The Criminal Record You Didn’t Know You Had | Georgia

The following is a video transcript.

Expungements and Record Restrictions

Can you clean up a criminal record in Georgia? Under certain circumstances, you absolutely can do that. Prior to July 1st, 2013, record restrictions in Georgia were known as expungements. Historically, expungements were quite the chore. For a record to be expunged, the burden lay with the defendant to complete a convoluted restriction process.

On July 1st, 2013, the rules changed. Now, an expungement is known as a record restriction. The process has been simplified to allow the prosecuting attorney and the Clerk of Court to report a restrictable offense to the GCIC (Georgia Criminal Information Center) directly and electronically.

Types of Record Restrictions

Record restriction is allowed in three broad areas. First, non-convictions: these are cases completed without a conviction and include cases that are dismissed (also known by the Latin phrase, nolle prosequi, or no prosecution), cases closed by law enforcement without any charges, cases not presented to a grand jury, or cases placed on the dead docket.

The second types of restrictions are youthful offender restrictions. Some Georgia misdemeanor convictions that occurred when the defendant was a youthful offender, meaning under the age of 21, can be restricted. The sentence must be complete with no further offenses in the five years prior to requesting the restriction other than what are considered minor traffic offenses. There are many exceptions to the rule, allowing for youthful offender restriction, charges in fact for which no restriction is available. So be sure to consult the law and an attorney if you can before requesting restriction for a misdemeanor conviction as a youthful offender.

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The third type of restriction would be for no felony conviction after a felony arrest, but conviction on an unrelated misdemeanor offense. This would not apply to conviction of a lesser-included offense of the felony arrest, and the court must make a balancing test to determine whether the harm to you, if this information continues to reside in the public domain, is greater than the right of the public to have the information.

Record Restriction Law

Under the Record Restriction Law, if your arrest is not prosecuted, it will be restricted from your GCIC criminal history record automatically after a period of two years for misdemeanors and either four or seven years for felonies, depending on the specific charge. This is the new law after July 1st, 2013 and would apply to those types of arrests. There are many special factors that limit eligibility for record restriction. Consulting with an attorney could be very helpful.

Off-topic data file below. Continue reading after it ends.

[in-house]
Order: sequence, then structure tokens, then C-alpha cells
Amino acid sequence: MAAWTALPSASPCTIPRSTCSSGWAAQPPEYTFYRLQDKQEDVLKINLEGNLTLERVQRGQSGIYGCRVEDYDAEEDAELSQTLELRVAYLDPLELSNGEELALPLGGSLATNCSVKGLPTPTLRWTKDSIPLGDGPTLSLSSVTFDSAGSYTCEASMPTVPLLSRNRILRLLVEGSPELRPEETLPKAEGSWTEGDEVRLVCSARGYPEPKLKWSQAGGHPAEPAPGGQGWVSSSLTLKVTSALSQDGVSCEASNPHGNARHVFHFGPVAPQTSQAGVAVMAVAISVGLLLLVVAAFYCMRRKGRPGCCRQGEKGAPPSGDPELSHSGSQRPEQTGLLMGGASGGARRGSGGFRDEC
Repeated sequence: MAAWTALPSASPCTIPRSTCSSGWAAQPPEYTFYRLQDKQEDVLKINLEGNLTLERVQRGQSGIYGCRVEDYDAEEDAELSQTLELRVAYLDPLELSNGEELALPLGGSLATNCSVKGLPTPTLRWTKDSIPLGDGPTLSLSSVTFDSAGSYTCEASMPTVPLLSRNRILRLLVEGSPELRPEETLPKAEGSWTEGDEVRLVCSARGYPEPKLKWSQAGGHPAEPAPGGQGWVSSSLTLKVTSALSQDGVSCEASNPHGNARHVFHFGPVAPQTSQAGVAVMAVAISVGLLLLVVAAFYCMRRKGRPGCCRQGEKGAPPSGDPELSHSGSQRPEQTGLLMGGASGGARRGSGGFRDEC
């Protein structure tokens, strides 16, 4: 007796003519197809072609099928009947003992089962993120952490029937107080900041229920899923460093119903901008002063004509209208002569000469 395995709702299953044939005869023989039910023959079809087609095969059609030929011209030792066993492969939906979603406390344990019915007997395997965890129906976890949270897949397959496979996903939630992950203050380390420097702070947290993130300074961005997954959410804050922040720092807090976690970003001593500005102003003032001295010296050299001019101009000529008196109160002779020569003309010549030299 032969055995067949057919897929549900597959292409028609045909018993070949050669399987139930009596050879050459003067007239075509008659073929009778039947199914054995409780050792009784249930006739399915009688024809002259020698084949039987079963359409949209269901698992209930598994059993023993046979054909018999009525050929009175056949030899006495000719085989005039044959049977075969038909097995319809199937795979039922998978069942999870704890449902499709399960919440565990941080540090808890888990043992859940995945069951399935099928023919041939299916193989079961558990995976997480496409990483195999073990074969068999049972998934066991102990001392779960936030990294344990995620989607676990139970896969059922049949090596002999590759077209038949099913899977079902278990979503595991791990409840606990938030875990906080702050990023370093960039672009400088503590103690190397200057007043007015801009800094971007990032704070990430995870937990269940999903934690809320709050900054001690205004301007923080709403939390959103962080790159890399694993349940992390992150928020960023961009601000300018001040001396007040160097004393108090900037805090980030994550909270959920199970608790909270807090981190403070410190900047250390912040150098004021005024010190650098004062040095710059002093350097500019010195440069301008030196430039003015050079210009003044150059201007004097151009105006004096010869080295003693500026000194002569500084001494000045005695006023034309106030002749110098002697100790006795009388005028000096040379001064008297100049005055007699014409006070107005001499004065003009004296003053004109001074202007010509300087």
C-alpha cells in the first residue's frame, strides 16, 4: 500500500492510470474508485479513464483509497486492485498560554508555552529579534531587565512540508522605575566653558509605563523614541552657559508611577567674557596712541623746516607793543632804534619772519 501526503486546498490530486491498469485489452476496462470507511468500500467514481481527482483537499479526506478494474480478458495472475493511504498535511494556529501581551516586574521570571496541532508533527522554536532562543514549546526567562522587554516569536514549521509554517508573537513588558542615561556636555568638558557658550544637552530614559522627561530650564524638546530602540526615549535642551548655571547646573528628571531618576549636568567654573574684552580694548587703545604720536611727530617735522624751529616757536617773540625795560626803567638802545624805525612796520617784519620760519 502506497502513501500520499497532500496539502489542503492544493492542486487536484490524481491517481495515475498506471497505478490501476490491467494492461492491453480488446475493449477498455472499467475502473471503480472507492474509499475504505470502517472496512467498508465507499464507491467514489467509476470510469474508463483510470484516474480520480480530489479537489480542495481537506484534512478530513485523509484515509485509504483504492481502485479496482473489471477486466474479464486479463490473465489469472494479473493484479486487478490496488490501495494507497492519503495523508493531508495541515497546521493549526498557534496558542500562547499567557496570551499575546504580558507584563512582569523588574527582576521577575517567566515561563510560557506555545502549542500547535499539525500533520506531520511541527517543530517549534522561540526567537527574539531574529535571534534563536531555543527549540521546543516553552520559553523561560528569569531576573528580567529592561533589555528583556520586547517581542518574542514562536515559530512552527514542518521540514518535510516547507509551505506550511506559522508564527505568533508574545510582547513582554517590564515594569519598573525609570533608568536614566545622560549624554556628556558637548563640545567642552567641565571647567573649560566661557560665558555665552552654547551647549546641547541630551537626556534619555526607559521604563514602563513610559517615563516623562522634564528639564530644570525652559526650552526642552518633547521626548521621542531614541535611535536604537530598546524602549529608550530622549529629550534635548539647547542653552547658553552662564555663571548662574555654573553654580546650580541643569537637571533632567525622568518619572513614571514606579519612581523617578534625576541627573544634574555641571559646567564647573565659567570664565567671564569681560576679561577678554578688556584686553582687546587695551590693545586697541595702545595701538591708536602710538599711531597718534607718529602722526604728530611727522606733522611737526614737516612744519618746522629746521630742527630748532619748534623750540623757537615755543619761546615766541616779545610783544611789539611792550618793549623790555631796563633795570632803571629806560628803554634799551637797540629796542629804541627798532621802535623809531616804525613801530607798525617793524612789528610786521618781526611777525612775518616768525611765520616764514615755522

Retroactive First Offender

Now let’s discuss Retroactive First Offender. In 2015, the Georgia General Assembly passed a law allowing the retroactive application of First Offender treatment. What is First Offender treatment? The First Offender Act allows an individual without any prior felony convictions to dispose of a misdemeanor or felony charge, subject to certain limitations, without a conviction. If Retroactive First Offender treatment is granted, the offenses will be retroactively discharged (meaning no conviction for the petitioner), and the matter will be sealed from the petitioner’s Georgia Criminal Information Center history, where subsequently only law enforcement and judicial agencies should have access to the record.

Your 2A Rights

Finally, Georgia law allows the records held in the clerk’s file, the physical records in the courthouse, to be sealed in certain circumstances for cases as they are completed or for cases that had been completed in the past. Now, how does any of this affect your firearms rights? If, for instance, you are a convicted felon or you have been convicted of a misdemeanor crime of domestic violence, by law, you cannot possess firearms or ammunition. If, however, you are eligible to apply a retroactive First Offender to your prior conviction, you may be able to undo the damage to your Second Amendment rights done by that conviction, however many years ago it may have occurred, and to have your rights to firearms restored. That’s a positive effect on your ability to possess firearms. Only a clear understanding of your record and the action you can take can help you. That’s why it’s so very important you understand your specific needs and what can be done to help.

If you have any questions about the process of expungement in Georgia, record restriction, retroactive First Offender treatment, or sealing records, call U.S. LawShield and ask to speak to an Independent Program Attorney.

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Comment section

2 comments on “The Criminal Record You Didn’t Know You Had | Georgia

  1. I have always thought that a persons inability to control public records such as arrest, or credit bureaus should contain some type of safeguard. Mainly because the outcome or situation is never shown, but most of the time is assumed and judged without question by the person or entity that is looking at a persons record. We need more control over these types of liabilities

  2. Just for information. I was involved in 3 civil disobedience protests at abortion clinics in the 80’s. I was jailed for a week, paid a fine, and given 2 years probation. I apply for a Georgia teachers certificate and get it. 30 years later I apply for a weapons carry permit in Georgia. Denied because of an “open case.” I reapply with a two page letter and a third page of references. My letter said I’ve been paying taxes in Georgia for 38 years so I know they have my address and no one has ever contacted me about an “open case” from the 80’s. Thanks to an elected sheriff with sense I got my WCP.

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